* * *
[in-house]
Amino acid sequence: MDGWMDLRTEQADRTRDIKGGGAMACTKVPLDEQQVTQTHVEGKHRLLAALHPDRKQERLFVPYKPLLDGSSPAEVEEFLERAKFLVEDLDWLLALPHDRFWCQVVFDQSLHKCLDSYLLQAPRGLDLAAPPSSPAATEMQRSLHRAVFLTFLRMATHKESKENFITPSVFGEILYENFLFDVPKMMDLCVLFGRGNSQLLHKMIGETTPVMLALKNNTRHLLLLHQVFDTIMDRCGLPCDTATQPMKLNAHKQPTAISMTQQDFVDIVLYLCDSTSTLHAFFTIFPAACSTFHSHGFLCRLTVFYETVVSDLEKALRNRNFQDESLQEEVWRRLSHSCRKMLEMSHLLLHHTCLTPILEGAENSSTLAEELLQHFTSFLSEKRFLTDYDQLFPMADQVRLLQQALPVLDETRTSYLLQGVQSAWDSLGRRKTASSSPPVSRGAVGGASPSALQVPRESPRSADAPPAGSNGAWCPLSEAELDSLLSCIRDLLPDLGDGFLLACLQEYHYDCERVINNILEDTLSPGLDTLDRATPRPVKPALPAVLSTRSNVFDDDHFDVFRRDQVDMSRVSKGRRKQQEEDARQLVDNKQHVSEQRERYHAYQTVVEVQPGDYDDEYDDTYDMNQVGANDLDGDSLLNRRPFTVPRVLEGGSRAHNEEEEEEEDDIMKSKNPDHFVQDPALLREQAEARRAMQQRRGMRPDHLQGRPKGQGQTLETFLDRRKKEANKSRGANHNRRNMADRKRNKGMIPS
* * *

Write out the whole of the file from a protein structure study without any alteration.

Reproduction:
[in-house]
Amino acid sequence: MDGWMDLRTEQADRTRDIKGGGAMACTKVPLDEQQVTQTHVEGKHRLLAALHPDRKQERLFVPYKPLLDGSSPAEVEEFLERAKFLVEDLDWLLALPHDRFWCQVVFDQSLHKCLDSYLLQAPRGLDLAAPPSSPAATEMQRSLHRAVFLTFLRMATHKESKENFITPSVFGEILYENFLFDVPKMMDLCVLFGRGNSQLLHKMIGETTPVMLALKNNTRHLLLLHQVFDTIMDRCGLPCDTATQPMKLNAHKQPTAISMTQQDFVDIVLYLCDSTSTLHAFFTIFPAACSTFHSHGFLCRLTVFYETVVSDLEKALRNRNFQDESLQEEVWRRLSHSCRKMLEMSHLLLHHTCLTPILEGAENSSTLAEELLQHFTSFLSEKRFLTDYDQLFPMADQVRLLQQALPVLDETRTSYLLQGVQSAWDSLGRRKTASSSPPVSRGAVGGASPSALQVPRESPRSADAPPAGSNGAWCPLSEAELDSLLSCIRDLLPDLGDGFLLACLQEYHYDCERVINNILEDTLSPGLDTLDRATPRPVKPALPAVLSTRSNVFDDDHFDVFRRDQVDMSRVSKGRRKQQEEDARQLVDNKQHVSEQRERYHAYQTVVEVQPGDYDDEYDDTYDMNQVGANDLDGDSLLNRRPFTVPRVLEGGSRAHNEEEEEEEDDIMKSKNPDHFVQDPALLREQAEARRAMQQRRGMRPDHLQGRPKGQGQTLETFLDRRKKEANKSRGANHNRRNMADRKRNKGMIPS